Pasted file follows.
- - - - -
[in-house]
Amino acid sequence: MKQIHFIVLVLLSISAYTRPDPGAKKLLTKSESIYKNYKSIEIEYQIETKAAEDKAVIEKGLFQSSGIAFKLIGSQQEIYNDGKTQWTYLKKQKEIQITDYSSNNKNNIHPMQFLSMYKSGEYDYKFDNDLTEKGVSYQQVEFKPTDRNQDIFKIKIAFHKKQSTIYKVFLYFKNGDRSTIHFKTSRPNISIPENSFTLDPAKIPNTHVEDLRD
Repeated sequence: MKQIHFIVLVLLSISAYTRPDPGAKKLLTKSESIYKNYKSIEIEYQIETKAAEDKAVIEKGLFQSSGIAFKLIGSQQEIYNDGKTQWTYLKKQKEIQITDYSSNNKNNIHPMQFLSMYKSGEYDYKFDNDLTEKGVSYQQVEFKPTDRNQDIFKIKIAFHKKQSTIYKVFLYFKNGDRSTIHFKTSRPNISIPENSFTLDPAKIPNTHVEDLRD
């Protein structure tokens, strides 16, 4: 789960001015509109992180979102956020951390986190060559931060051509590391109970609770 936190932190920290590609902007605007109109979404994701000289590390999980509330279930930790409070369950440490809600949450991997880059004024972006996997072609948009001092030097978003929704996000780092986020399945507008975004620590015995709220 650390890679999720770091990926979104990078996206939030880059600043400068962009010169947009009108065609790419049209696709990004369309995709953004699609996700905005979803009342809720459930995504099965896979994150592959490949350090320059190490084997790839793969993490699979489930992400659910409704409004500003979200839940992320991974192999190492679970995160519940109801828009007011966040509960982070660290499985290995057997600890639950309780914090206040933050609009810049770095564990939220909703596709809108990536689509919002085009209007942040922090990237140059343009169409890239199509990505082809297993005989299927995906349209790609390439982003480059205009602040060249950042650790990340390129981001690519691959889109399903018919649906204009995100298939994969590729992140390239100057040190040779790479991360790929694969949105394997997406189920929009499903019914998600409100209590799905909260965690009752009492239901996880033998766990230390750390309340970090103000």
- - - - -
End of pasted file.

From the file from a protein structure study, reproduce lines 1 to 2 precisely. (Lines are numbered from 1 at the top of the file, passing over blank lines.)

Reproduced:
[in-house]
Amino acid sequence: MKQIHFIVLVLLSISAYTRPDPGAKKLLTKSESIYKNYKSIEIEYQIETKAAEDKAVIEKGLFQSSGIAFKLIGSQQEIYNDGKTQWTYLKKQKEIQITDYSSNNKNNIHPMQFLSMYKSGEYDYKFDNDLTEKGVSYQQVEFKPTDRNQDIFKIKIAFHKKQSTIYKVFLYFKNGDRSTIHFKTSRPNISIPENSFTLDPAKIPNTHVEDLRD